Fuzzy sets based methods have been developed to deal with MCDA problems with uncertainties. The main feature of such methods is their capability of handling subjective judgements in a natural manner. Therefore, they provide attractive frameworks to represent qualitative criteria and model human judgements (R R Yager "Decisionmaking under various types of uncertainties", Journal of Intelligent and Fuzzy Systems, Vol.3, No. 4, pp 317-323, 1995). However, fuzzy set methods suffer from two fundamental drawbacks. Firstly, they use a simplistic approach and limited linguistic variables to model a variety of information including both precise numbers and imprecise judgements. The consequences of this modelling strategy include the loss of precision in describing precise data and the lack of flexibility in capturing the diversity of information. The second drawback results from the use of fuzzy operations for criteria aggregation. Traditional fuzzy operators may lead to the loss of information in the process of aggregating a large number of criteria (J Wang, J B Yang and P Sen "Safety analysis and synthesis using fuzzy sets and evidential reasoning", Reliability Engineering and Systems Safety, Vol. 47, No. 2, pp 103-118, 1995).
 The present inventors have developed a MCDA method which has been termed evidential reasoning (ER) (see J. Wang, J. B. Yang and P. Sen, "Safety analysis and synthesis using fuzzy sets and evidential reasoning", Reliability Engineering and System Safety, Vol. 47, No. 2, pp. 103-118, 1995, J. B. Yang and M. G. Singh, "An evidential reasoning approach for multiple attribute decision making with uncertainty", IEEE Transactions on Systems, Man and Cybernetics, Vol. 24, No. 1, pp. 1-18, 1994; J. B. Yang and R Sen, "A general multi-level evaluation process for hybrid MADM with uncertainty", IEEE Transactions on Systems, Man, and Cybernetics, Vol. 24, No. 10, pp. 1458-1473, 1994; and Z. J. Zhang, J. B. Yang and D. L. Xu, "A hierarchical analysis model for multiobjective decision making", in Analysis, Design and Evaluation of Man-Machine System 1989, Selected Papers from the 4th IFAC/IFIP/ IFORS/IEA Conference, Xian, P. R. China, September 1989, Pergamon, Oxford, UK, pp.13-18, 1990).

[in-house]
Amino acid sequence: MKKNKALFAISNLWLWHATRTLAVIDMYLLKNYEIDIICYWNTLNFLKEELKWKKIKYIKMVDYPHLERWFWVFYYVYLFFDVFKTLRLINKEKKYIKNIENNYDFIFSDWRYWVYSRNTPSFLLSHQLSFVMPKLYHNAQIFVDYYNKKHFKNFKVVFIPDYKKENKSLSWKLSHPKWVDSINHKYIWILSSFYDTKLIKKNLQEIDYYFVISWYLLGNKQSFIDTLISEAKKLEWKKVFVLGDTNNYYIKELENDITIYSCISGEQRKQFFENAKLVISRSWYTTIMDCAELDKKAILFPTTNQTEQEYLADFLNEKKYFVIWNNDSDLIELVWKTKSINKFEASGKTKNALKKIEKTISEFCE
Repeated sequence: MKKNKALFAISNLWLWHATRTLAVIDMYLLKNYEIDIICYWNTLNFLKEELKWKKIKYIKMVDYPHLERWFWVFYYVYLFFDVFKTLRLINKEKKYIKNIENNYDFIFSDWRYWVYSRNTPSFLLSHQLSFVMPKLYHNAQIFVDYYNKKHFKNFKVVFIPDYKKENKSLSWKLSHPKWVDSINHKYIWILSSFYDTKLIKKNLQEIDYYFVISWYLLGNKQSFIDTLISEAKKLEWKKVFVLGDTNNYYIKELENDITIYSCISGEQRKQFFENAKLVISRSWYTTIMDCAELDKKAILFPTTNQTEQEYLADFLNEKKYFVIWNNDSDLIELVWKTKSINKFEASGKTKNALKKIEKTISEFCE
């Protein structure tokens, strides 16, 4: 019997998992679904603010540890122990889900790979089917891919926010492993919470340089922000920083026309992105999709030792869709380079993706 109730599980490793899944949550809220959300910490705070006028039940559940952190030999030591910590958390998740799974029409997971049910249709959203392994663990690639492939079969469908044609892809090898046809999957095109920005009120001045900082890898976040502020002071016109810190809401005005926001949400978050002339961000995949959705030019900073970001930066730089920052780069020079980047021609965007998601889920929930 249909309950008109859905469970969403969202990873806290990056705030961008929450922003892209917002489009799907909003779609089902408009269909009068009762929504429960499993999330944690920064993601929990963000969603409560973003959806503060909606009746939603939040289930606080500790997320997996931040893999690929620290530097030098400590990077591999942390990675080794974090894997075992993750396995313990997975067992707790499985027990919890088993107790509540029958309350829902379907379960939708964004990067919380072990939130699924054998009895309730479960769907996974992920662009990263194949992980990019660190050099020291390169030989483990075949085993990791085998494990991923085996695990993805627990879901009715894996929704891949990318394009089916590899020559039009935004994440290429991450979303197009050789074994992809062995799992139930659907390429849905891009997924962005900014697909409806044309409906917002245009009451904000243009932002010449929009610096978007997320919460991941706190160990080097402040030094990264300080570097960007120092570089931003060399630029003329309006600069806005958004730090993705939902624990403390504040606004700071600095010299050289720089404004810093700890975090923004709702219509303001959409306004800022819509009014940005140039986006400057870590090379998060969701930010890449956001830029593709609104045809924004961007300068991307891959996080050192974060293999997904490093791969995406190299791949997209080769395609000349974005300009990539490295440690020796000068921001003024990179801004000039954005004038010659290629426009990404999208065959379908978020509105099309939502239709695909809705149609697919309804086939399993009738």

In the ER approach, it is proposed to use the concept of belief degrees in an assessment framework to model subjective judgements and develop an evidential reasoning algorithm to aggregate criteria in the assessment framework (Zhang, Yang and Xu; ibid: Yang and Singh, ibid; Yang and Sen, ibid). Compared with fuzzy sets methods, the ER approach provides a more flexible way of modelling human judgements (Yang and Sen, ibid) and the ER criteria aggregation process is also based on the rigorous Dempster-Shafer theory of evidence (G. A. Shafer, Mathematical Theory of Evidence, Princeton University Press, Princeton, USA, 1976, the contents of which, together with the contents of the other publications cited above, are hereby incorporated by reference). However, the prior art ER technique as described in the above mentioned publications is primarily of academic interest, since it is unable to properly accommodate a variety of "real life" situations. For example, the prior art technique is not capable of accommodating precise data or properly handling incomplete information, which may be caused due to a lack of information, the complexity of a decision problem and the inability of humans to provide precise judgements. Also, the old ER algorithm does not provide a rigorous process of aggregating incomplete information.
 Therefore, there is a need to provide an improved MCDA technique which is capable of dealing with "real life" situations, and of overcoming the above described problems associated with the prior art.
SUMMARY OF THE INVENTION
 The present invention addresses the aforesaid need, and overcomes the above described problems. The present invention provides a rigorous means to support in a practical way the solution of MCDAproblems. It is capable of dealing with quantitative and qualitative information, and can handle imprecise subjective information in a way that is consistent and reliable.
 According to a first aspect of the invention there is provided a multiple criteria decision analysis method in